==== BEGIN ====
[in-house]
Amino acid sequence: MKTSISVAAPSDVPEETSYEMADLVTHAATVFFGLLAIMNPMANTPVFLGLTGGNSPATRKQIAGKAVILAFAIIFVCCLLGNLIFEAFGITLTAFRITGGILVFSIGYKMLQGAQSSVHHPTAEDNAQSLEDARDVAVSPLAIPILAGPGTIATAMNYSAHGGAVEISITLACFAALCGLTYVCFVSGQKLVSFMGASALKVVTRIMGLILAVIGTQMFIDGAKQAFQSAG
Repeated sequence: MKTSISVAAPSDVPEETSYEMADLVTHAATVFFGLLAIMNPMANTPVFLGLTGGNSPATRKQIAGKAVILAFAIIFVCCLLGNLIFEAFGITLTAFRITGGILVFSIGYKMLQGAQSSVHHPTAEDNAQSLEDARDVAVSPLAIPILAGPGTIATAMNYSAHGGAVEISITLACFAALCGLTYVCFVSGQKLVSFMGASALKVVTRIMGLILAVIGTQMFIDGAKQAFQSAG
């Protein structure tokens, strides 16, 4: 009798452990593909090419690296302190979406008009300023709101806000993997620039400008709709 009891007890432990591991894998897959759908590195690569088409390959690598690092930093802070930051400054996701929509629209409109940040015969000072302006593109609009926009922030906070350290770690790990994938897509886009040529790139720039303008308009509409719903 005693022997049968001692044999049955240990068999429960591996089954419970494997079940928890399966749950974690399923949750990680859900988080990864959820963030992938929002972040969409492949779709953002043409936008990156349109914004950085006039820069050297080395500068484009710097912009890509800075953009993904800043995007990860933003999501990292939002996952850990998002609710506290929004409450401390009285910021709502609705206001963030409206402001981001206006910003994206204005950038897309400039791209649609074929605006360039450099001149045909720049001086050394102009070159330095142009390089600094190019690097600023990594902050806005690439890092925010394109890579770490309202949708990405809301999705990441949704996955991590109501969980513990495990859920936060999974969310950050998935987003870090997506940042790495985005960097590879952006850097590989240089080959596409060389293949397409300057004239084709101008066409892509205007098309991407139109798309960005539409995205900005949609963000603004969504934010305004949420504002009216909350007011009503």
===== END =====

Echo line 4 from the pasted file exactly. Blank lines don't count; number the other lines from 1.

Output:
């Protein structure tokens, strides 16, 4: 009798452990593909090419690296302190979406008009300023709101806000993997620039400008709709 009891007890432990591991894998897959759908590195690569088409390959690598690092930093802070930051400054996701929509629209409109940040015969000072302006593109609009926009922030906070350290770690790990994938897509886009040529790139720039303008308009509409719903 005693022997049968001692044999049955240990068999429960591996089954419970494997079940928890399966749950974690399923949750990680859900988080990864959820963030992938929002972040969409492949779709953002043409936008990156349109914004950085006039820069050297080395500068484009710097912009890509800075953009993904800043995007990860933003999501990292939002996952850990998002609710506290929004409450401390009285910021709502609705206001963030409206402001981001206006910003994206204005950038897309400039791209649609074929605006360039450099001149045909720049001086050394102009070159330095142009390089600094190019690097600023990594902050806005690439890092925010394109890579770490309202949708990405809301999705990441949704996955991590109501969980513990495990859920936060999974969310950050998935987003870090997506940042790495985005960097590879952006850097590989240089080959596409060389293949397409300057004239084709101008066409892509205007098309991407139109798309960005539409995205900005949609963000603004969504934010305004949420504002009216909350007011009503």